The City Planning Commission today approved the Cornfield Arroyo Seco Specific Plan (pdf) that will set the planning guidelines through 2035 for the area of Chinatown north of Downtown surrounding the Los Angeles State Historic Park. Planners and City Hall denizens are definitely excited about this one; Deputy Planning Director Alan Bell described the CASP as "extraordinarily innovative" during the hearing, and Dan Caroselli, a representative from the Mayor's Office, said that the plan would create "an iconic mixed-use neighborhood." Most notable among the plan's ballyhooed innovations: a complete lack of parking requirements--neither minimums nor maximums. Just so we're perfectly clear: this is the first plan of any kind in the city of Los Angeles that does not include parking requirements.
City Planner Claire Bowin told Curbed today that the lack of parking requirements will allow developers to "minimize the amount of parking for specific projects," given the neighborhood's proximity to transit, the changing culture of Los Angeles, and the declining need for parking. Given that parking is usually one of the most expensive components of a development project, developers are expected to minimize the construction of parking, or build parking that they can then rent for public uses not attached to their site. The effect, says Bowin, will be to "let the market decide" how much parking is needed and where.
Another innovation of the plan is the use of Floor Area Ratios (the ratio of the square footage of any development to the square footage of the site) and density bonuses to balance jobs and housing. The plan sets a relatively low baseline FAR of 1.5 for residential projects, a threshold chosen to preserve the many industrial uses in the plan area: "We wanted to make sure that the area is still competitive for jobs," says Bowin. "Residential land tends to be of higher value. Higher FAR will drive the price of the land up and make it harder for jobs uses to compete." But because the city would also like to see new mixed-use and residential development in the plan area at higher than 1.5 FAR density, the plan includes a density bonus for the construction of affordable units, which planners expect will provide developers the incentive necessary to build at a higher density.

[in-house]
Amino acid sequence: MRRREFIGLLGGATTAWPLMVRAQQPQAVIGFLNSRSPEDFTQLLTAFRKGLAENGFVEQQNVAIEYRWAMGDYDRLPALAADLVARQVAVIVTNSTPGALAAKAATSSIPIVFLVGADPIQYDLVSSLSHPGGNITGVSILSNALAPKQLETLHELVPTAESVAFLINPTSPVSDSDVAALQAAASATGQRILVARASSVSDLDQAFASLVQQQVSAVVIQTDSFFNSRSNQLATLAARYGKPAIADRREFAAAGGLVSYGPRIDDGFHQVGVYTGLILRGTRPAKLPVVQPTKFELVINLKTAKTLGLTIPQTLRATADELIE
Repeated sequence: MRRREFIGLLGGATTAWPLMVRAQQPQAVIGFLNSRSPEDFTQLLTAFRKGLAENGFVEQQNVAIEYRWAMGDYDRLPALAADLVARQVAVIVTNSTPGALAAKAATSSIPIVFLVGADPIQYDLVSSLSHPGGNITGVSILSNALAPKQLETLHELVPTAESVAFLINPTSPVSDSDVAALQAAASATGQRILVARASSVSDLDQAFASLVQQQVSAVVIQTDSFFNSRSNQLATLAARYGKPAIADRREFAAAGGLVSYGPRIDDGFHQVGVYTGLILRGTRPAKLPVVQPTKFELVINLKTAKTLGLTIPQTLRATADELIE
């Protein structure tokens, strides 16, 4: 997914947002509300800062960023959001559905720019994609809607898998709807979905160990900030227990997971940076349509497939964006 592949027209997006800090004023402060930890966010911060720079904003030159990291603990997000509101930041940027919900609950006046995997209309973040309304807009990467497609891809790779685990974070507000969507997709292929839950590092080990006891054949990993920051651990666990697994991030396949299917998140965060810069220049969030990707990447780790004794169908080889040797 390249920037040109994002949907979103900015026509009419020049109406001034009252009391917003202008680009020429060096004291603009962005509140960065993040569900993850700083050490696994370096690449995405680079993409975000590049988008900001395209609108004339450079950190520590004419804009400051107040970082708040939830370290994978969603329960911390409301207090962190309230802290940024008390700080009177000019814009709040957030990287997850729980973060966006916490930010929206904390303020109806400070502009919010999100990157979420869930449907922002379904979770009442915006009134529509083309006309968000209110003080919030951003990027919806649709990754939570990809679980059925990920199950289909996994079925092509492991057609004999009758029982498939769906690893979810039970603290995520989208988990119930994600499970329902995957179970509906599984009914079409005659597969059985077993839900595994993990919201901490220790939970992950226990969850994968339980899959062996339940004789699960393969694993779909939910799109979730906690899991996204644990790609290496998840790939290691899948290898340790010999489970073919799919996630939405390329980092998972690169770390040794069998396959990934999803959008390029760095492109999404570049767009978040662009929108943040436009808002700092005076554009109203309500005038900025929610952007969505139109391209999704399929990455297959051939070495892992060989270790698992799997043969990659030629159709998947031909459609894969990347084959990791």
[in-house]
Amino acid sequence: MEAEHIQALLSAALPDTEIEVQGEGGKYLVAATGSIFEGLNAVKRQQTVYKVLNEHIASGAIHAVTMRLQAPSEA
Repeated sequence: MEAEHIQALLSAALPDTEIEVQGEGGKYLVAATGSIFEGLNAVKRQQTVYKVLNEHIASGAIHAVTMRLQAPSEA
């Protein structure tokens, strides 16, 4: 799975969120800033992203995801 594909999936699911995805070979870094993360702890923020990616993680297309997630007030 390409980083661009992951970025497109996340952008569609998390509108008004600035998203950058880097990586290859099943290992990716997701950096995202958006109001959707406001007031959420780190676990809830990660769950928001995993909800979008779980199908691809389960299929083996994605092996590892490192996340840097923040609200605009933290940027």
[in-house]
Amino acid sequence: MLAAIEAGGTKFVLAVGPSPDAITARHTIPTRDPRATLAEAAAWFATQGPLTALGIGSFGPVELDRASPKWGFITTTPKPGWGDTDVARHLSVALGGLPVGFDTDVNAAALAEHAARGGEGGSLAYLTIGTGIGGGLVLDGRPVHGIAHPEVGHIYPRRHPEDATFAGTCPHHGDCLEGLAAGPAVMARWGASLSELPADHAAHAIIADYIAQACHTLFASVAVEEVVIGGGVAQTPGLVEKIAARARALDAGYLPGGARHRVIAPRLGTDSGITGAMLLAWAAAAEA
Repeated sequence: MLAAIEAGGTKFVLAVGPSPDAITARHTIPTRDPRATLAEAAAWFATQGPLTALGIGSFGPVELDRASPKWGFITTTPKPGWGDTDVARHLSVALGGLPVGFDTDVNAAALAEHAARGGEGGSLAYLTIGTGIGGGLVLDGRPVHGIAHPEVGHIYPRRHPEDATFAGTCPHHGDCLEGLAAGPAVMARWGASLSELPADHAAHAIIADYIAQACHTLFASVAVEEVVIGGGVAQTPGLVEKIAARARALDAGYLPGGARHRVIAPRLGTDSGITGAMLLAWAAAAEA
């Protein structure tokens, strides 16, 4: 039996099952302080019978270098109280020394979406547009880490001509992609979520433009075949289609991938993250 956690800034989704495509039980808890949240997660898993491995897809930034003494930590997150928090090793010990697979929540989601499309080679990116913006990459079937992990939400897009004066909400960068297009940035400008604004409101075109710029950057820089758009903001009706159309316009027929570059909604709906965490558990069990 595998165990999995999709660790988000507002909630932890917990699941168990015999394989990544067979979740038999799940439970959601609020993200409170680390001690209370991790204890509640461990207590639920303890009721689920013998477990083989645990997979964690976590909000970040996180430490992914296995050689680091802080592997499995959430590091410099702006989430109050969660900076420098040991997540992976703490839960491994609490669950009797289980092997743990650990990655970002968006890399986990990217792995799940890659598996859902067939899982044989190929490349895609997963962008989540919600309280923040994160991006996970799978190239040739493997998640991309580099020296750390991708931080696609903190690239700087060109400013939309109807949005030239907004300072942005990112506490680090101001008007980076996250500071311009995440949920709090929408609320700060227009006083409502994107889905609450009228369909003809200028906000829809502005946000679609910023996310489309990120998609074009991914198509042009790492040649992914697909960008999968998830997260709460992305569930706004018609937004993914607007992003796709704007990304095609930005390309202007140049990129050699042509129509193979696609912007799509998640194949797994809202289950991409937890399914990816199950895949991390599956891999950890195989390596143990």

A few additional items of interest, as found in the staff report (pdf):
-- Goals of the plan (from the EIR): "Transform an under-served and neglected vehicular-oriented industrial and public facility area into a cluster of mixed-use pedestrian oriented and aesthetically pleasing neighborhoods."
-- The proposed plan establishes four new zoning districts: Urban Village, Urban Center, Urban Innovation, and Greenway
-- "The three mixed-use zoning districts Urban Village, Urban Center, and Urban Innovation that are included in the Proposed Plan are intended to facilitate the continued utilization and expansion of light industrial and public uses in the area while also encouraging and supporting an influx of new commercial, retail, and residential uses."
-- "The EIR allows for reasonable expected development to accommodate an estimated 31,855 persons. The adoption and implementation of the Proposed Plan would create an increase in the level of reasonable expected development to accommodate 26,343 more persons than the 5,512 persons assumed by the No Project Alternative by 2035."
-- Retail limits are set at 50,000 square feet (changed from 100,000 square feet).
Today's hearing was the third by the CPC, which eventually passed the CASP unanimously, sending the plan on to the City Council's Planning and Land Use Management Committee and full Council for final approval. The CASP is another of those plans, like the Hollywood Community Plan, that seems to have been kicking around City Hall since the dawn of time. Public hearings have been held since 2007 (even before the last we heard of the CASP in 2008).
· Cornfield Arroyo Seco Specific Plan Exhibit B1 [Planning Department]
· Cornfield Talk: Meeting Tonight for Specific Plan [Curbed LA]